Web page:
Why YA Series Aren't Guilty Pleasures, According To 'Famous In Love' Author Rebecca Serle
Eric McCandless/Freeform
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Young women are unfortunately used to being shamed for things they enjoy, even if that shaming is hidden behind a smile. Famous In Love creator Rebecca Serle is pushing back against the notion anyone — especially her teenage fans — needs to apologize for their interests. "I hate the term 'guilty pleasure,'" Serle tells Bustle. "It should just be a pleasure."

The show debuts on Freeform on April 18 and is an adaptation of Serle's Famous In Love books. She's shepherding the adaptation herself, co-showrunning with Pretty Little Liars creator I. Marlene King. The new show stars Bella Thorne as Paige, a student who miraculously lands the lead in a huge movie (imagine your next-door neighbor being cast as Katniss Everdeen) and has to balance her new career with everyday people problems, such as crushes and parents. It also promises to carry the YA banner of shocking cliffhangers, backstabbing rivals, and steamy hookups. But the creator of this fish-out-of-water tale isn't talking down to young, female viewers.

"When I started my career as a novelist, I was 24," Serle tells Bustle. "I was really close to being a teenager. And those experiences, they still felt really fresh to me."

Pay attention, because the rollout of the book series is a little confusing. It began with Locked, the 96-page novella that serves as the story-within-a-story of Famous In Love. The female lead in the film version is the part that Paige scores in the first full-length novel, which tracks her transition from high school to red carpet. A follow-up novel called Truly, Madly, Famously came out a year later.

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Famous In Love is a dishy read, and the series adaptation isn't likely to pass up any opportunity to send viewers straight to Twitter to freak out — Serle promises plenty of "OMG moments." Yes, Famous In Love is going to be decadent and scandalous, but whatever you do, don't feel guilty about enjoying.

Paige's journey is definitely a fantasy for the vast majority of the show's audience, but Serle still hopes that they'll identify with her characters — and not just teens. Plenty of YA novels and their adaptations have crossed over to incorporate an adult audience too, thanks to the universality of certain themes.

"[YA authors] deal with issues that we all continue to explore and struggle with; they’re just perhaps more magnified in those early years," Serle says.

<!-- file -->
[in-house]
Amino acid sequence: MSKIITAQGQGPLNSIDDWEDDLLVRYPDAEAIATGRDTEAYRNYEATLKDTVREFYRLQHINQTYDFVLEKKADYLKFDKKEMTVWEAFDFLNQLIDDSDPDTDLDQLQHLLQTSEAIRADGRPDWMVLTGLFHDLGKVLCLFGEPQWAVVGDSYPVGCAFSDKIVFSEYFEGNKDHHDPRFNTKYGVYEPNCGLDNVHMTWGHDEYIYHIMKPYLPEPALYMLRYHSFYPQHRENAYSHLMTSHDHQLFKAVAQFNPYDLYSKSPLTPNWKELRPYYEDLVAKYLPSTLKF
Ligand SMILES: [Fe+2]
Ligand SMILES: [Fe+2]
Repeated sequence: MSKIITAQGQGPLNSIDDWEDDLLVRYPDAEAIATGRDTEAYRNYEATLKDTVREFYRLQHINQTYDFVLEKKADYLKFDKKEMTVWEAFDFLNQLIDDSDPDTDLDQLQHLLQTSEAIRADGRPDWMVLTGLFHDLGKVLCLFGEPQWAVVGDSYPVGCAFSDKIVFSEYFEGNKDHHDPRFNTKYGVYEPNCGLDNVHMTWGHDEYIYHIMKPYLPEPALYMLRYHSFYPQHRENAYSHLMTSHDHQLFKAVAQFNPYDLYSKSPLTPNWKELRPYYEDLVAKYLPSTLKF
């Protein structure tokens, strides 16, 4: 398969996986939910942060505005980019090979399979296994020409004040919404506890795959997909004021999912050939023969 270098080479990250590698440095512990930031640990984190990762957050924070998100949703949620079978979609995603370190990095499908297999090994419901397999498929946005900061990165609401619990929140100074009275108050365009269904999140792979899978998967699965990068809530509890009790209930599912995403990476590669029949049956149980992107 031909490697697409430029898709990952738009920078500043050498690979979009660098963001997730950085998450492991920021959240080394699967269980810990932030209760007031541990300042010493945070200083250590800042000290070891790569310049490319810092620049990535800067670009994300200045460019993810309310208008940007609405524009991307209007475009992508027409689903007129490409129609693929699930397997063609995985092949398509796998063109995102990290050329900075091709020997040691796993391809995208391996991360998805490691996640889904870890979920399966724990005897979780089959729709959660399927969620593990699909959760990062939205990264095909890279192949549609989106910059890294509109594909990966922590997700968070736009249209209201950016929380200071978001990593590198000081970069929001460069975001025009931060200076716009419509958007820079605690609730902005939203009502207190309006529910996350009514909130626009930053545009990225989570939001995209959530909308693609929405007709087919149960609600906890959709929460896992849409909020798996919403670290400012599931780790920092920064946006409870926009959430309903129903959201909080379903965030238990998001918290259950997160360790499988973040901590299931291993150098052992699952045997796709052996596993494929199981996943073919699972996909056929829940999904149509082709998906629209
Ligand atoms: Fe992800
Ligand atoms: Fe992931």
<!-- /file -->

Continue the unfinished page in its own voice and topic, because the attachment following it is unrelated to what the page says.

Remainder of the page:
Eric McCandless/Freeform

As an author whose fanbase is overwhelmingly young and female, Serle is used to her work and similar writing being branded in less than complimentary ways.

"This is such a complex issue because I feel like there are male and female authors in YA who are publishing in a variety of different spheres," the author says. "There does seem to be more weight placed particularly on YA novels that are not necessarily female-driven."

Serle says that she wishes this double standard were not the case, but hopes that the landscape is changing. In 2014, Slate published an op-ed by Ruth Graham lamenting the popularity of YA among adults, specifically calling out series such as Twilight and Divergent, both written by women and featuring female protagonists, while lauding John Green's The Fault In Our Stars.

At The Atlantic, Mary Ann Badavi challenged the notion that Green's book "saved" the genre. "But by choosing him to be the crown prince of YA, the entertainment industry has continued its cycle of promoting the work of white men as "real" work, and the work of women as "simple" or, in Graham’s words, "uniformly satisfying,'" she wrote. "It’s a triple blow, being a (1) woman who writes primarily for (2) girls who are (3) teenagers. Three strikes, and you’re out of the mainstream narrative."

Serle makes the case for juicy, female-driven YA by paraphrasing a quote she attributes to Ally Carter, the author of the Heist Society series. "It takes a lot of work to write something that’s fun and delicious," she says. "It takes a lot of work to hide the strings. Sometimes when we’re talking about something that’s maybe quote girly or fun ... we think it’s trash, we think it’s fluff. But it takes an inordinate amount of work to write something that reads seamlessly."

While there are elitists who'll brush off her novels and her readership, Serle values fans' enthusiasm. Interacting with them in person and on social media is "a real treat," according to the author.

"Social media gets a bad rap this day and age and there's much to be frightened of, I guess, but one of the best things is getting to talk to readers and talk to fans," she says. "It’s remarkable, the level of discourse you can have. It certainly wasn’t available when I was a teen, and I would have given anything to talk to Julie Plec and Kevin Williamson." (Serle has since met one of The Vampire Diaries creators and says Plec is "the coolest." Childhood dreams do come true.)

Serle adds that she "in no way" compares herself to the showrunners she just named, but she recognizes that she too is in a position to influence fans. She does not take the responsibility lightly.

"I still feel like I’m in the very beginning of my career in some ways," the author says. "And I hope that I can speak to young women and encourage them in some capacity, and it’s certainly something that I aspire to do, because I was so inspired by the women who came before me."

With creators like Rebecca Serle cheering them on, Famous In Love fans could be the next generation in that awesome tradition.